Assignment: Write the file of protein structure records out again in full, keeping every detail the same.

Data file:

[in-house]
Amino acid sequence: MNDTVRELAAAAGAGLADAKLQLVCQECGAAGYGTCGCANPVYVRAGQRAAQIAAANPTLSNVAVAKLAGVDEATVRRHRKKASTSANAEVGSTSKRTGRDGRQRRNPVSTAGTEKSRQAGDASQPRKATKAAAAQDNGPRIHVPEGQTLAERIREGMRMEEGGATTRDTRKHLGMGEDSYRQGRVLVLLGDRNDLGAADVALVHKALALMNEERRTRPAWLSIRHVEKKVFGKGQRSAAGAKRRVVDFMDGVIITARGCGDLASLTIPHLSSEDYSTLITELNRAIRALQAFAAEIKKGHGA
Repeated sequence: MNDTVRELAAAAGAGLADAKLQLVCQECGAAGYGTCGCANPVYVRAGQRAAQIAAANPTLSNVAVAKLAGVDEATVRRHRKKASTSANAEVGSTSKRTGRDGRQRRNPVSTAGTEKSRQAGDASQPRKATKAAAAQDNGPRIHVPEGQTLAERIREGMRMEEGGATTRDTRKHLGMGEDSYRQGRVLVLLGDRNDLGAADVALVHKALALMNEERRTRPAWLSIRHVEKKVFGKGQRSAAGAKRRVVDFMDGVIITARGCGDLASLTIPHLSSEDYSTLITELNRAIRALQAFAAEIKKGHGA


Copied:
[in-house]
Amino acid sequence: MNDTVRELAAAAGAGLADAKLQLVCQECGAAGYGTCGCANPVYVRAGQRAAQIAAANPTLSNVAVAKLAGVDEATVRRHRKKASTSANAEVGSTSKRTGRDGRQRRNPVSTAGTEKSRQAGDASQPRKATKAAAAQDNGPRIHVPEGQTLAERIREGMRMEEGGATTRDTRKHLGMGEDSYRQGRVLVLLGDRNDLGAADVALVHKALALMNEERRTRPAWLSIRHVEKKVFGKGQRSAAGAKRRVVDFMDGVIITARGCGDLASLTIPHLSSEDYSTLITELNRAIRALQAFAAEIKKGHGA
Repeated sequence: MNDTVRELAAAAGAGLADAKLQLVCQECGAAGYGTCGCANPVYVRAGQRAAQIAAANPTLSNVAVAKLAGVDEATVRRHRKKASTSANAEVGSTSKRTGRDGRQRRNPVSTAGTEKSRQAGDASQPRKATKAAAAQDNGPRIHVPEGQTLAERIREGMRMEEGGATTRDTRKHLGMGEDSYRQGRVLVLLGDRNDLGAADVALVHKALALMNEERRTRPAWLSIRHVEKKVFGKGQRSAAGAKRRVVDFMDGVIITARGCGDLASLTIPHLSSEDYSTLITELNRAIRALQAFAAEIKKGHGA